Physics with Relative Velocity

**In the latest Indian Jones film, Indy is supposed to throw a grenade from his car, which is going 43.8 m/s, to his enemy's car, which is going 55.8 m/s. The enemy's car is 15.2 m in front of the Indy's when he lets go of the grenade.**

A) If Indy throws the grenade so its initial velocity relative to him is at an angle of 45 above the horizontal, what should the magnitude of the initial velocity be? The cars are both traveling in the same direction on a level road. You can ignore air resistance.

My set up here is

horizontal distance = V * cos45 * Vj * t

[where V is the initial velocity and Vj is Jones' car velocity]

distance between cars = 15.2 + (Vj - Ve) * t

[where Ve is the enemy's car velocity]

I set these two equations equal to each other to find the time it takes the grenade to reach the other car.

(Vcos45)(43.9)(t) = 15.2 + (43.8 - 55.88) * (t)

Then I'm not sure if I'm head in the right direction...

**B) Find the magnitude of the velocity relative to the earth.**

I'm also not sure how to start this portion.

Re: Physics with Relative Velocity

Quote:

Originally Posted by

**ayyisei** **In the latest Indian Jones film, Indy is supposed to throw a grenade from his car, which is going 43.8 m/s, to his enemy's car, which is going 55.8 m/s. The enemy's car is 15.2 m in front of the Indy's when he lets go of the grenade.**

A) If Indy throws the grenade so its initial velocity relative to him is at an angle of 45 above the horizontal, what should the magnitude of the initial velocity be? The cars are both traveling in the same direction on a level road. You can ignore air resistance.

My set up here is

horizontal distance = V * cos45 * Vj * t

[where V is the initial velocity and Vj is Jones' car velocity]

distance between cars = 15.2 + (Vj - Ve) * t

[where Ve is the enemy's car velocity]

I set these two equations equal to each other to find the time it takes the grenade to reach the other car.

(Vcos45)(43.9)(t) = 15.2 + (43.8 - 55.88) * (t)

Then I'm not sure if I'm head in the right direction...

**B) Find the magnitude of the velocity relative to the earth.**

I'm also not sure how to start this portion.

understand the situation is the same as Indy standing still and the enemy's car moving away from him at 12 m/s with a 15.2 m head start.

let $\displaystyle x = 0$ and $\displaystyle t = 0$ when Indy releases the grenade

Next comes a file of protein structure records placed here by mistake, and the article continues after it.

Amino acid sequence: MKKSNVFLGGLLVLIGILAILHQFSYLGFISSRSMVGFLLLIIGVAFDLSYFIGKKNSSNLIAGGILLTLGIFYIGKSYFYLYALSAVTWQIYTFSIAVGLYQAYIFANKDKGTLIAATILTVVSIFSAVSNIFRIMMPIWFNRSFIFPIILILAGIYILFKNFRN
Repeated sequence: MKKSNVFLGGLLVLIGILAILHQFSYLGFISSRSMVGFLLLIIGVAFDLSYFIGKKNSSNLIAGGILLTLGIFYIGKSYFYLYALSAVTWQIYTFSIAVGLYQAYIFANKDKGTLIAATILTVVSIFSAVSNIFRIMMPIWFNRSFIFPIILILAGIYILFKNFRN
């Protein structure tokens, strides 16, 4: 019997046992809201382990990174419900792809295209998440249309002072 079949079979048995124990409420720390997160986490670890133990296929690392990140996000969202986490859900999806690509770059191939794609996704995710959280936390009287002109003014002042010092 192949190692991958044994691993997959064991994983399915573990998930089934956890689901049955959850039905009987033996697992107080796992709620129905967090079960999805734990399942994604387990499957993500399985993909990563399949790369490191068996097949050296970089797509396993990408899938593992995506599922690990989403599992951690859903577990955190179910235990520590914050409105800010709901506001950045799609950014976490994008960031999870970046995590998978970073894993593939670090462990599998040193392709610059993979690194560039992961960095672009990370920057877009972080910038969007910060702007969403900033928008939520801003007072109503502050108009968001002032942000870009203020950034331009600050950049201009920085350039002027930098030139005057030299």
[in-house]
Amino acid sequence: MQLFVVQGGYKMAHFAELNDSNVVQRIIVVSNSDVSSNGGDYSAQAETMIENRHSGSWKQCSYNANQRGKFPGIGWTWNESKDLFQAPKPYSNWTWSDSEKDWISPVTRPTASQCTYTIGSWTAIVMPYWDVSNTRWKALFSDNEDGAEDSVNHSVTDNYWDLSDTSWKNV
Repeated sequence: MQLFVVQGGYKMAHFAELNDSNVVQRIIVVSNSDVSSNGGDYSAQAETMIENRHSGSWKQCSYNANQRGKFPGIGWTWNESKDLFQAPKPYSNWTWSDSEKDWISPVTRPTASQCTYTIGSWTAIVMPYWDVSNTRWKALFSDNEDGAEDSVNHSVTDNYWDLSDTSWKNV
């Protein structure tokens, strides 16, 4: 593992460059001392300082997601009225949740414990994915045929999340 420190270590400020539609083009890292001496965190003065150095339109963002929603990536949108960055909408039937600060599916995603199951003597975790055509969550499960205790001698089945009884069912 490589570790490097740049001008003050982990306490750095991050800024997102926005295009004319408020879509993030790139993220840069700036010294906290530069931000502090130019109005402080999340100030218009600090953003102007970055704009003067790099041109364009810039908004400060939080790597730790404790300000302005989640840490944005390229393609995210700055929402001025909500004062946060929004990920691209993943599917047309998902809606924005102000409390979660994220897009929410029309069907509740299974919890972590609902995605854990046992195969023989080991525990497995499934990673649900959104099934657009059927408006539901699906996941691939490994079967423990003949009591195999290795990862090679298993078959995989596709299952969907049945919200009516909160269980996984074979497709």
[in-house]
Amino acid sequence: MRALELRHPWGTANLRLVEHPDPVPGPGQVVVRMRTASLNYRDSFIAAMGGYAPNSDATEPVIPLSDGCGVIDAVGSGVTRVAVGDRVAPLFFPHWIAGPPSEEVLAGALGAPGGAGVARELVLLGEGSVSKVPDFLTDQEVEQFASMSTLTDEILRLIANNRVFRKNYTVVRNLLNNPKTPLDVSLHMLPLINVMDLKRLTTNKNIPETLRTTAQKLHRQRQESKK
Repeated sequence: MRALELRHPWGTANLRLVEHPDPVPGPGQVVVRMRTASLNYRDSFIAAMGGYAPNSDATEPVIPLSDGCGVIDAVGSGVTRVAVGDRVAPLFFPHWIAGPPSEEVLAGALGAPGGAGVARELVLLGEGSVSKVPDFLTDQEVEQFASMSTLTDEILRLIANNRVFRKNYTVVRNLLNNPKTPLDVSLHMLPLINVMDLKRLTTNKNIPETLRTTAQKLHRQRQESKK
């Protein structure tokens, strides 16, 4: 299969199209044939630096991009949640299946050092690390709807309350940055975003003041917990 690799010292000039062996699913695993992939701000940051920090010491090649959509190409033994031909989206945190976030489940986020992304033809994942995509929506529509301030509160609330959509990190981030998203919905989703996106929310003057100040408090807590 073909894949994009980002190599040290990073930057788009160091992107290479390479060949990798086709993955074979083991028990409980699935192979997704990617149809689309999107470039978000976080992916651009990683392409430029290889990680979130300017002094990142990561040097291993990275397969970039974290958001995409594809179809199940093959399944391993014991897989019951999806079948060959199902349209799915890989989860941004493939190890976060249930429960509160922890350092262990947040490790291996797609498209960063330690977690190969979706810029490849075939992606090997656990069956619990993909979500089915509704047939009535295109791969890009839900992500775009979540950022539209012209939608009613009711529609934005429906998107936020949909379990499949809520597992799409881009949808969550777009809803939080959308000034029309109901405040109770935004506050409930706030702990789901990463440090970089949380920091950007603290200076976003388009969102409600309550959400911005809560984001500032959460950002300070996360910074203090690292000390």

time the grenade is in the air ...

$\displaystyle t = \frac{2v_0 \sin(45^\circ)}{g}$

x position for the grenade ...

$\displaystyle x_G = v_0 \cos(45^\circ) t$

x position for the enemy car ...

$\displaystyle x_E = 15.2 + 12t$

sub in the expression for t into the two position expressions, then set the position expressions equal ... solve the resulting quadratic equation for $\displaystyle v_0$ **relative to Indy's car**

I'll let you think about the last question.

Re: Physics with Relative Velocity

I found that the initial velocity that Indy throws the grenade is 23.33 and this is the grenade's velocity with respect to Indy's car.

Mastering Physics wants it in km/h so I converted that to 83.88. But I'm actually not sure why it's telling me that both answers are wrong..

For the second part,

I think that to find the magnitude of the grenade with respect to the earth, I'll have to set up a relative velocity equation something like:

$\displaystyle v_G_E = v_G_I + v_I_E$

where

$\displaystyle v_G_E$ is the grenade's velocity with respect to the Earth

$\displaystyle v_G_I$ is the grenade's velocity with respect to Indy's car

$\displaystyle v_I_E$ is Indy's car's velocity with respect to the Earth

I'll have to find the x-component and y-component for $\displaystyle v_G_I$ and $\displaystyle v_I_E$, add them, and find the magnitude from there?

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Re: Physics with Relative Velocity

I get $\displaystyle v_0 = 23.35 \, m/s \approx 84 \, km/hr$

look at the vector sketch to determine the velocity relative to the Earth ...

$\displaystyle v_E = v_0 + v_C$

I get $\displaystyle |v_E| = 62.5 \, m/s$